She not only read to us but taught us about the writing process and how she illustrates her books. Students asked her all sorts of questions such as “Where do you get your inspiration?” and “What was your first published book?”
Andrea even shared with us that she just found out her book “Good Morning Canada” was chosen to be given to all first grade students across Canada! What an honour!
Andrea has written books that have even been made into TV shows. Her famous characters include Pierre, Buttercup the cow and of course Elliot the moose.
She showed us how simple shapes are used to help us achieve success at creating our own character. She sketched a picture of Elliot the moose and walked us through the fact that she starts with circles. Afterall, everyone can draw circles, she reminded us.
Andrea reminded us writers of something very important:
…it can be the simplest memories like digging on a beach or baking cakes as a kid that can become stories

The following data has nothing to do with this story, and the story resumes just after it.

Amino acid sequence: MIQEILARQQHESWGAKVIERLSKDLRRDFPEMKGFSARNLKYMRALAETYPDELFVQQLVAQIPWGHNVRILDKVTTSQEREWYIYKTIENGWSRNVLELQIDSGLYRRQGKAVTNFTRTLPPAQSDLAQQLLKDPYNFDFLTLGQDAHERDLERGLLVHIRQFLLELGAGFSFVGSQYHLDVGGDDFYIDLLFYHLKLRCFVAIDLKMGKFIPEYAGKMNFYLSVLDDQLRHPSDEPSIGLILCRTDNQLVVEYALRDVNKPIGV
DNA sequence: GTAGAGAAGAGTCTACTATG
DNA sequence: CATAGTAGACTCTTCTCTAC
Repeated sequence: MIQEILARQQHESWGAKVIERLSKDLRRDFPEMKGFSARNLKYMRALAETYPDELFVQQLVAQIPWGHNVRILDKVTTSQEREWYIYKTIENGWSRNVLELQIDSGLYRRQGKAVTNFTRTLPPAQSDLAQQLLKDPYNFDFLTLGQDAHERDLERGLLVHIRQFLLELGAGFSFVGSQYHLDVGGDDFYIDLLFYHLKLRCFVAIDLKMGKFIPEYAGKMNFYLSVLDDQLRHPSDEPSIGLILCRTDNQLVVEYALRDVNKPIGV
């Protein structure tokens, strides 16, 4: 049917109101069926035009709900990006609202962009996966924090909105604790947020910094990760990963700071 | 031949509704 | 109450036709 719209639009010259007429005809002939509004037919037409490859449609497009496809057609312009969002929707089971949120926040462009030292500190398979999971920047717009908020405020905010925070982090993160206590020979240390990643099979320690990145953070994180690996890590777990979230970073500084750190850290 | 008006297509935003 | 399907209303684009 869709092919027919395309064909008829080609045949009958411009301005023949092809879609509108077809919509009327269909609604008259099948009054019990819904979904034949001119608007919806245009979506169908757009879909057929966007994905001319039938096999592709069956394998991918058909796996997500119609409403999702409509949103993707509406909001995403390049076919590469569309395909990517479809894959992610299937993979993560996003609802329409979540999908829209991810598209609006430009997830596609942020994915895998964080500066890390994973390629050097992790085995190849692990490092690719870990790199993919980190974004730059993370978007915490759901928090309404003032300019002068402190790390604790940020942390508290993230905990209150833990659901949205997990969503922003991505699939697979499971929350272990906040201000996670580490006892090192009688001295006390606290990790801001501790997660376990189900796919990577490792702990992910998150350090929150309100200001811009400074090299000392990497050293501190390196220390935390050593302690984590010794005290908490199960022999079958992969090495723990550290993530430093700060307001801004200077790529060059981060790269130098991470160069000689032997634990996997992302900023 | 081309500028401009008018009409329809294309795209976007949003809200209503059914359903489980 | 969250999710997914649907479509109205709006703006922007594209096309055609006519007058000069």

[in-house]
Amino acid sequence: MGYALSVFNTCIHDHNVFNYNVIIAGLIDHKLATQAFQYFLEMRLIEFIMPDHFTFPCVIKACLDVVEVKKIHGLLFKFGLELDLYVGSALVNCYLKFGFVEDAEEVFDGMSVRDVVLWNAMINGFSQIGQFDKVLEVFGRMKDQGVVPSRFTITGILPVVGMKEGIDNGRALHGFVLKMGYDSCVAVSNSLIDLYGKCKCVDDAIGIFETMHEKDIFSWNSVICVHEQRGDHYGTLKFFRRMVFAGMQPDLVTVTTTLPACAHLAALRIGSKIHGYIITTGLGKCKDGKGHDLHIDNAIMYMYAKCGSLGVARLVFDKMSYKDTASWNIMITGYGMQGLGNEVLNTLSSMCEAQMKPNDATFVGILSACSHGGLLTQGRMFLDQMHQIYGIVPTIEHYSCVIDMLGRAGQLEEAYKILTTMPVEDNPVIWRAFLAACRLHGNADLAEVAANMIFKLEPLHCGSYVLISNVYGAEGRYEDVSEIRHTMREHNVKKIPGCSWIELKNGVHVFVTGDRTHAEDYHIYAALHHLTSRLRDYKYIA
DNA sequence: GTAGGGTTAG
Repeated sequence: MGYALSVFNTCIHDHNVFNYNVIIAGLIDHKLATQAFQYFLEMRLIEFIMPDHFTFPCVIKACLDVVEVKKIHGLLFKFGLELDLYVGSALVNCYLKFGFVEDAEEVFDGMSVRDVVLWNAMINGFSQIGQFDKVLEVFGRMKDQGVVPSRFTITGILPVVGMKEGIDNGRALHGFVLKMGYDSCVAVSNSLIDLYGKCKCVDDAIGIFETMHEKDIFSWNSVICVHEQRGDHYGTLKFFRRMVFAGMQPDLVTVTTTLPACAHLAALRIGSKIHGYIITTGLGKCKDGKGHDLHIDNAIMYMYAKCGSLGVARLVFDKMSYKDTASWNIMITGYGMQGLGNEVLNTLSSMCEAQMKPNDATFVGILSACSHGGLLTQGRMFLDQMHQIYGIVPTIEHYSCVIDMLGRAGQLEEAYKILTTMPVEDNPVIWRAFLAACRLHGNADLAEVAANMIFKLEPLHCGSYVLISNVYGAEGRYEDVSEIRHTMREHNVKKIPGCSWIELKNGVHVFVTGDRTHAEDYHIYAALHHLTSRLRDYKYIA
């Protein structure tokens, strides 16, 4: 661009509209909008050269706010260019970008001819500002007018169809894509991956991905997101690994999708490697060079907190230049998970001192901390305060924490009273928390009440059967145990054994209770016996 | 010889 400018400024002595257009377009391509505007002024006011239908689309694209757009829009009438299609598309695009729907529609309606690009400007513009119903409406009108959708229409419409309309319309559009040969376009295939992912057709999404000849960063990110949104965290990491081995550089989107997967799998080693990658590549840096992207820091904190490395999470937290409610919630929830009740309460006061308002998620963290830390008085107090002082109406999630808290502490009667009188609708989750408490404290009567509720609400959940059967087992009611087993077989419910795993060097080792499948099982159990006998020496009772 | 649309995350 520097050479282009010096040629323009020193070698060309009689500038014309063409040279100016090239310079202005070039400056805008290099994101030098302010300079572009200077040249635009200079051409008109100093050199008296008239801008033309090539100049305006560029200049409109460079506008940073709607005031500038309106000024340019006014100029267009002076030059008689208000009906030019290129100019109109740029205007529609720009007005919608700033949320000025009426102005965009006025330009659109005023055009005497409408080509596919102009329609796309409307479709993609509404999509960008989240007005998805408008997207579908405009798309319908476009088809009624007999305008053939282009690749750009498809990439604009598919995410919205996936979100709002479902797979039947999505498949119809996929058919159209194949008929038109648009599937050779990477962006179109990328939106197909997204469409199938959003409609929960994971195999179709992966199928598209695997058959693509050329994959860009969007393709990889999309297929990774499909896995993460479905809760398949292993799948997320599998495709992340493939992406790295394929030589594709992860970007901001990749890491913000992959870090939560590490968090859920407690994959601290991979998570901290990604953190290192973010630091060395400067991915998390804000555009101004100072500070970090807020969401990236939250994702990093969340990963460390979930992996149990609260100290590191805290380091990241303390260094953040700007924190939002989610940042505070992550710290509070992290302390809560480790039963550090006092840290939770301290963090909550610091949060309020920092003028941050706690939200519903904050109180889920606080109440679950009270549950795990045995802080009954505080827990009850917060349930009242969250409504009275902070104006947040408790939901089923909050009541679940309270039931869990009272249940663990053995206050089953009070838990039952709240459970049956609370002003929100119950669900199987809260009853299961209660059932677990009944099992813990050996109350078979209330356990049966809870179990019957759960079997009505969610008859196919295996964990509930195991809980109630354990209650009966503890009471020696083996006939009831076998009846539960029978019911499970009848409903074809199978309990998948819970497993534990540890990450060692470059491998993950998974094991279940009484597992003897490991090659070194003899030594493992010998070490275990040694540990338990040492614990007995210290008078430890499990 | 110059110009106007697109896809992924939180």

I wholeheartedly agree!
In our current writing unit on persuasive writing, the students are working towards writing a letter addressed to someone (or a group of people) and in that letter, share a concern or idea they may have on a topic they feel is important to them. This letter will also serve as the basis for their speech on the same topic. It is my hope that they choose a topic they feel passionate about.
Today, the students brainstormed ideas for the letter. The topics the students came up with were quite diverse.
Some of the topics the students brainstormed included:
- should animals be kept in zoos/MarineLand?
- using respectful language
- the dangers of video games, Pokemon Go
- girls should be treated as equals to boys
- girls and women should be represented equally in sports
- the importance of school (don’t take it for granted)
We began the unit with an activity called 4 Corners. Each corner of the classroom had a sign that read either Strongly Agree, Agree, Strongly Disagree, Disagree. The students had to think about their position on the topic and decide which sign to stand under. They needed to be able to justify why they believed what they did and were even allowed to change their minds if another group persuaded them to do so.
Topics ranged from “Should animal testing be allowed?” to “Should children be allowed to have a TV in their bedroom?”. Several students were very passionate about their opinion while others were more easily swayed in any direction. Lots of chatter and discussion around these topics gave the students plenty of opportunity to practice their debating skills and how to respectfully disagree.
What is one topic/issue you feel strongly for or against?